12th May 2017, Volume 130 Number 1455

Catherine Rees

During the course of research for a book on coeliac disease (CD), I conducted an online survey among New Zealand women with CD to examine their experiences of fertility, pregnancy and births. Invitations were sent out in November 2016 by Coeliac New Zealand via their email newsletters and Facebook page. Two hundred and sixty women responded to the survey, of whom 200 had biopsy-proven CD. Median age at CD diagnosis was 33 years (range 2–80 years).

Respondents were asked if they had had, or tried to have, a baby before they were diagnosed with CD; 65 had been diagnosed before trying to have a baby, and 133 people were diagnosed after trying to start their family. Two people did not answer this question. Groups were compared using a 2-sample t-test for categorical analysis of proportions. For other variables, a linear regression model or log-linear regression model was used to compare groups, with “diagnosed after trying to get pregnant” as the dependent variable.

Results are shown in Table 1. Women who were diagnosed with CD before trying to become pregnant had a significantly higher number of pregnancies and live births compared with women who were diagnosed earlier, possibly because of differences in age between the two groups. Women diagnosed with CD after starting a family were significantly more likely to have had a miscarriage (45% vs 19%) and had on average more miscarriages per person (1.6 vs 1.2) compared with those who had been diagnosed prior to trying to get pregnant. However, the rate of miscarriage in the two groups was not significant after adjusting for differences in the number of pregnancies (P=0.886). Although a higher proportion of women diagnosed with CD after vs before trying to start a family sought medical advice about conception difficulties, the between group difference was not statistically significant. The group diagnosed with CD after trying to start a family also had a significantly increased incidence of a premature delivery (19.4% vs 3.4%), and the incidence of preterm delivery in late diagnosed women was higher than the New Zealand average of 7.3%.1 However, after adjustment for between-group differences in the number of pregnancies, the difference in the rate of premature delivery among women diagnosed later vs earlier was of borderline statistical significance (P=0.0678).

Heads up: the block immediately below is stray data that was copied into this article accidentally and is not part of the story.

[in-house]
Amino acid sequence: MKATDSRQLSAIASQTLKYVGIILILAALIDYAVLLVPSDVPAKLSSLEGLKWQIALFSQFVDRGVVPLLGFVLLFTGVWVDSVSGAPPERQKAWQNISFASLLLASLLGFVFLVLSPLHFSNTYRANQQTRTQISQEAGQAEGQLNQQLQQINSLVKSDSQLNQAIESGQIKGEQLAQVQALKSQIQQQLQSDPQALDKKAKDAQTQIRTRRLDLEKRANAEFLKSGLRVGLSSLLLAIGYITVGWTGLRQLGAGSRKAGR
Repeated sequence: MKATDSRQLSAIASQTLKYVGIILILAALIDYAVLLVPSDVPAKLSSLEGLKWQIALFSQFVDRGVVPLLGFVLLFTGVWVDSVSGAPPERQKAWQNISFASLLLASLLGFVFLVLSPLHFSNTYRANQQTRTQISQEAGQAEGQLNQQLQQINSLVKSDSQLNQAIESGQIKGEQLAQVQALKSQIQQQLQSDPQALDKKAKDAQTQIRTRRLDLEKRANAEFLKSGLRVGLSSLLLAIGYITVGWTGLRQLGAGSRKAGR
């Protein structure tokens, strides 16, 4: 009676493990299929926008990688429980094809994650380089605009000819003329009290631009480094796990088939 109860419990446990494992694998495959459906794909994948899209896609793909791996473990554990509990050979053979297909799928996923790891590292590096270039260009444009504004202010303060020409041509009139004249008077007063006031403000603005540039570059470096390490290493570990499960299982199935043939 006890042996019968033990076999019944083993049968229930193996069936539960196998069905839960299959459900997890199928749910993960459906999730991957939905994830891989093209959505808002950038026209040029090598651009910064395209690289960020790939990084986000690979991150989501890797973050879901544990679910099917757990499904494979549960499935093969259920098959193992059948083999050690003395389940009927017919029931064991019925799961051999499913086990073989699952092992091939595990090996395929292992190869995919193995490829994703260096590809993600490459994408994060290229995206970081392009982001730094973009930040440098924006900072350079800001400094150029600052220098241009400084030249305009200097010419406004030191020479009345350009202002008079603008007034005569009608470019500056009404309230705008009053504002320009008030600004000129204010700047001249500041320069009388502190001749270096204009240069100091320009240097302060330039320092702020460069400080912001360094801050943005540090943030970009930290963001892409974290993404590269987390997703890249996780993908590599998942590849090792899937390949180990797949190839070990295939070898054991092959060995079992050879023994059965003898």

Table 1: Pregnancy and birth results in women who were diagnosed with CD before and after trying to start a family.


Diagnosed with coeliac disease before trying to have children (n=65)a

Tried to have children before being diagnosed with coeliac disease (n=133)a


Mean (SD) age at CD diagnosis, years

24.5 (10.8)

38.6 (9.7)


Mean (SD) time to first pregnancy, months

8.2 (16.6)

11.7 (21.6)


Mean (SD) number of pregnancies per person

1.7 (1.3)

3.3 (2.1)


Had experienced a miscarriage, n (%)

11 (16.9)

59 (45.0)


Mean (SD) number of miscarriages per person

1.4 (0.9)

1.6 (1.2)


Had consulted a doctor about time taking to get pregnant, n (%)

16 (25.0)

45 (33.8)


Had undergone or was on waiting list for fertility treatment, n (%)

9 (13.8)

23 (17.4)


Mean (SD) number of live births per person

1.2 (1.2)

2.5 (1.4)


Had had a premature delivery,* n (%)

2 (3.4)

25 (19.4)


Mean (SD) number of premature births per person

1.0 (0)

1.4 (0.7)


Mean (SD) gestational age of premature infants, weeks

34.2 (1.8)

33.8 (2.9)


*Live birth at <37 weeks’ gestation.
aPercentages are based on the number of responses to a specific question